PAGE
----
OAS has a block of rooms reserved at the WakullaState Park Lodge for Fri. and Sat. nights and youshould make your own reservations with them[850/926-0700], for one or both nights. As mentionedlast month, registration must be made before Feb.5th or the rooms are no longer blocked for OAS.However, you may still be able to get a room - andmention OAS.Loretta Lynn is also willing to help coordinate roomsharing and/or carpooling for the weekend, so let herknow if you are willing to share, or need, either.
February 2010 Page 2
The Orange Audubon Society (OAS) promotes theunderstanding of and an interest in wildlife and theenvironment, recognition of the intangible values in theremaining natural beauty of Florida and the World and theresponsibility for the conservation of these remaining resources.Orange Audubon SocietyP.O Box 941142Maitland, FL 32794-1142President ...................................................Bob Stampsrhs-oas@att.net 407-886-2925Address Change........................................Mike Daleymiked531@bellsouth.net 386-668-5021Editor.........................................................Loretta Lynn Ledalorettalynn@mac.com 321-438-0838The
is published monthly from September through Juneand is sent free to all members of Orange Audubon Society.http://www.orangeaudubonfl.org
NAS Offers Summer Birding Classes
The National Audubon Society (NAS) is offering 4 adult ornithology sessions and one teen birding sessionat legendary Hog Island this coming summer. Dr. Steve Kress, Audubon's VP for Bird Conservation, will directthe sessions. He will be joined by some of the country's top ornithologists and teachers including KennKaufman, Pete Dunne, and Scott Weidensaul. The adult programs are for both beginning and avid birderswho would like to learn more about Maine birdlife and the biology of birds. The teen session is for 14–17 yearolds with a keen interest in birds. (This session is co-sponsored by the American Birding Association.) Due toits varied habitats, Hog Island and vicinity are an ideal setting for the program, as more than 300 speciesfrequent the area. The program will also feature activities for younger children to learn about birds from notedchildren's author Lynne Cherry.The Hog Island camp, first opened in 1936 with Roger Tory Peterson as its first bird instructor,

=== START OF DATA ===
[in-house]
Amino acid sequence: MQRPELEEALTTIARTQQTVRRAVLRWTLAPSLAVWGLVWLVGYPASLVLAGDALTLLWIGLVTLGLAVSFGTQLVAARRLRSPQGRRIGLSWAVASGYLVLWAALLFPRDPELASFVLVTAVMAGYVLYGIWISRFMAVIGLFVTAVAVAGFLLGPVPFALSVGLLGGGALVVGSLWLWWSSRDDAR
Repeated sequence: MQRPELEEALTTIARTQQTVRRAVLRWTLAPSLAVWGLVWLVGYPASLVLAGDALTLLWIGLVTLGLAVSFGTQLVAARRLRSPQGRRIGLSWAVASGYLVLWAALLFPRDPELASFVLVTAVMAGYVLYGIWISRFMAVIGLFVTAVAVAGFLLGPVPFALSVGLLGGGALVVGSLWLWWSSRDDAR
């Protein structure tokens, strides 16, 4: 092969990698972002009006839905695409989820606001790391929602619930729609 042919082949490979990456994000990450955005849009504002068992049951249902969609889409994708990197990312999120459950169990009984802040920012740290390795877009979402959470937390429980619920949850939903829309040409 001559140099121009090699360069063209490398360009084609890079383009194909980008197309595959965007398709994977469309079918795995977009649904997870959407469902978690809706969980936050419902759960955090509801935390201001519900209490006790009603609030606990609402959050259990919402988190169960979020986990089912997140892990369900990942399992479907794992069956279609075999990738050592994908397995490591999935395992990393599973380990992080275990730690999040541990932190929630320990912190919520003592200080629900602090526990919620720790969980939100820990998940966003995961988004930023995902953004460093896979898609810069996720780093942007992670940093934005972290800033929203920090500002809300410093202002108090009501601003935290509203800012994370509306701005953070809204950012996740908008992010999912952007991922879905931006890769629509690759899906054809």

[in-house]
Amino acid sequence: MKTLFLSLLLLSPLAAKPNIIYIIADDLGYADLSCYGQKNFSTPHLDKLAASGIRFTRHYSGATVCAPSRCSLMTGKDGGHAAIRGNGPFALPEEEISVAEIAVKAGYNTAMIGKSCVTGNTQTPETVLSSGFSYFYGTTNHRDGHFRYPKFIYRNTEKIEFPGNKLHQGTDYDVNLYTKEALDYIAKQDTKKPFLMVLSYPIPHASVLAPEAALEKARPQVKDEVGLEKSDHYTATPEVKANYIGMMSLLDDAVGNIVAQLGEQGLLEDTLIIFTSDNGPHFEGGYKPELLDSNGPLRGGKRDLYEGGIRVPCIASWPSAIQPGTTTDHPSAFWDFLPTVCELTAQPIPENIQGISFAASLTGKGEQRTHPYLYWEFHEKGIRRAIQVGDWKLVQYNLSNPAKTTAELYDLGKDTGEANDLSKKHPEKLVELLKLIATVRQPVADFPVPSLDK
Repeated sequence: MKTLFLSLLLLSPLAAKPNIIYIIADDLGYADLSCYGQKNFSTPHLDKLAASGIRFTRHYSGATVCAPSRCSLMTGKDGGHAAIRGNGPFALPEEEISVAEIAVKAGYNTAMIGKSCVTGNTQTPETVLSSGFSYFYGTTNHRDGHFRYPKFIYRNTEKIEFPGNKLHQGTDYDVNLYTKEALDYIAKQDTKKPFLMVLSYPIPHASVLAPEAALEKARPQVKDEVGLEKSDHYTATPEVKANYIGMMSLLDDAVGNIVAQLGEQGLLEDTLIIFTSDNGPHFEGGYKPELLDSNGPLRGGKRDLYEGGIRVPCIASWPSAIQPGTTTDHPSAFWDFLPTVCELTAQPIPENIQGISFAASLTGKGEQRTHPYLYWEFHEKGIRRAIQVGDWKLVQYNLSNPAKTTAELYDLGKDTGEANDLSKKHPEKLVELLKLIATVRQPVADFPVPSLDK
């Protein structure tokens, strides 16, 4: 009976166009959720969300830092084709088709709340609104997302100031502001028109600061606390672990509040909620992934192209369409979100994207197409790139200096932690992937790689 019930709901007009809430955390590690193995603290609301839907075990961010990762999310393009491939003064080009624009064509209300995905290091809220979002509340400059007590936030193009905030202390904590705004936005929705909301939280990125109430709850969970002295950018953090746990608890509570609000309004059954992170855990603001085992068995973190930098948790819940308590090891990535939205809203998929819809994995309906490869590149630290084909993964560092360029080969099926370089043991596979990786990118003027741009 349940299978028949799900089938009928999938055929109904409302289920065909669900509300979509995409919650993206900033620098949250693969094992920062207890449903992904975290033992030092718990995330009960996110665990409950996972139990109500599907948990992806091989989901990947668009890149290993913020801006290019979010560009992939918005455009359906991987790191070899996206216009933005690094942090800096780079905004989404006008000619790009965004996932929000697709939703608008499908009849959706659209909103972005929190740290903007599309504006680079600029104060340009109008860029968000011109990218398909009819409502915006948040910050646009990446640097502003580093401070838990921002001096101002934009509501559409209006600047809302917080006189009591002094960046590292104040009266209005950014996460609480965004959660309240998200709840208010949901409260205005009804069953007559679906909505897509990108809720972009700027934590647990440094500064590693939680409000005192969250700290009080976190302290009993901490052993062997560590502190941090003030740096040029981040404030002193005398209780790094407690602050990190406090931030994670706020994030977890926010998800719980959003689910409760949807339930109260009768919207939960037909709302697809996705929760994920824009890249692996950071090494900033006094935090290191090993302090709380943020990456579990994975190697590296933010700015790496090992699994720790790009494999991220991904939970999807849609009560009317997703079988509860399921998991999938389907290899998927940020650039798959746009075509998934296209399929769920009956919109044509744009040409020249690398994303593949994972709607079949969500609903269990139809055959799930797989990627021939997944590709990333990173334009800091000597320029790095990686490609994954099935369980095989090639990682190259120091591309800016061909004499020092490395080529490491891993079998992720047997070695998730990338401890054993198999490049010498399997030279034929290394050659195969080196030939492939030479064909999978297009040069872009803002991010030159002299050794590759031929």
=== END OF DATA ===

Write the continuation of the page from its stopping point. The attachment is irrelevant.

is wellknown in America's environmental community as a distinguished and beautiful place of learning andenjoyment.
The sessions are filling rapidly, so it's best to register soon. Reservations are easier than everbefore with on-line registrations. To learn more aboutHog Island ornithology programs, view a slide show,download the one page flyer and register, visit http://www.projectpuffin.org/OrnithCamps.html.Additionally, there will be two service-learning sessions offered in association with Exploritas (formerlyElder Hostel).
During the
June session (5/30–6/4/2010)
participants will assist Project Puffinbiologists